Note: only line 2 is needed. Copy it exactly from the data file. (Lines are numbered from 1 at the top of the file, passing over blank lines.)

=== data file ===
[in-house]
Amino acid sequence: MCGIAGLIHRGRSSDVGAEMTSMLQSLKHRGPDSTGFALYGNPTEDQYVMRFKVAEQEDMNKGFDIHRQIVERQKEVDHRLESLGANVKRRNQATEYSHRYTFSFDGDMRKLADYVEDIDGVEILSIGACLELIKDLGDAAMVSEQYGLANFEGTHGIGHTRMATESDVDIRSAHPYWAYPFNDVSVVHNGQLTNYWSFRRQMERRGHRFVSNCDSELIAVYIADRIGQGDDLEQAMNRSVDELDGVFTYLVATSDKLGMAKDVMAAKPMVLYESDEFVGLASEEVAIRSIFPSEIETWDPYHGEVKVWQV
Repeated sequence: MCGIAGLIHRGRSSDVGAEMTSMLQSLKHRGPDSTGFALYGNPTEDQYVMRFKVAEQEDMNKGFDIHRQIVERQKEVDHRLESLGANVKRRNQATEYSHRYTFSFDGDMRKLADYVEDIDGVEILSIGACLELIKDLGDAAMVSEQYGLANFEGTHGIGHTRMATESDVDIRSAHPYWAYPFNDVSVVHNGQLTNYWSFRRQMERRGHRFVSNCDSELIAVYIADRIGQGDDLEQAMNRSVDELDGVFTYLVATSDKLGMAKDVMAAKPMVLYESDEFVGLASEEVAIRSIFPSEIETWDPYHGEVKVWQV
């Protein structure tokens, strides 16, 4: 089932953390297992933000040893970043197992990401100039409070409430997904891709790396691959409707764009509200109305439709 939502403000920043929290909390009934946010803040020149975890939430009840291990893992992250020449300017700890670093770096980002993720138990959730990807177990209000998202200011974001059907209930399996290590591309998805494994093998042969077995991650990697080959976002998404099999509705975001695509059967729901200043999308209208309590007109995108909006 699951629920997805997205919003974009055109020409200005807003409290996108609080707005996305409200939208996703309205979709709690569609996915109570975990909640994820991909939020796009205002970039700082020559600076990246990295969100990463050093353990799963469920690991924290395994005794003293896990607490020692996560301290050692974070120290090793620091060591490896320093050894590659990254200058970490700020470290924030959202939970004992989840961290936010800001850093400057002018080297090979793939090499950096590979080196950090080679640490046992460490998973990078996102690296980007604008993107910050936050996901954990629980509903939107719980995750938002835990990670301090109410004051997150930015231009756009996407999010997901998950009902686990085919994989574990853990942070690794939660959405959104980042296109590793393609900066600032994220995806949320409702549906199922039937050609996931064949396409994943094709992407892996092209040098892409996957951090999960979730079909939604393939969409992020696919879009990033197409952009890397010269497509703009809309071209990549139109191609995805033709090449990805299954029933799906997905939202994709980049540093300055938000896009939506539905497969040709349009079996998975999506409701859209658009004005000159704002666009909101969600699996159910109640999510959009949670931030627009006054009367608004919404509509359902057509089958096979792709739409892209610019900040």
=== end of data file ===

Amino acid sequence: MCGIAGLIHRGRSSDVGAEMTSMLQSLKHRGPDSTGFALYGNPTEDQYVMRFKVAEQEDMNKGFDIHRQIVERQKEVDHRLESLGANVKRRNQATEYSHRYTFSFDGDMRKLADYVEDIDGVEILSIGACLELIKDLGDAAMVSEQYGLANFEGTHGIGHTRMATESDVDIRSAHPYWAYPFNDVSVVHNGQLTNYWSFRRQMERRGHRFVSNCDSELIAVYIADRIGQGDDLEQAMNRSVDELDGVFTYLVATSDKLGMAKDVMAAKPMVLYESDEFVGLASEEVAIRSIFPSEIETWDPYHGEVKVWQV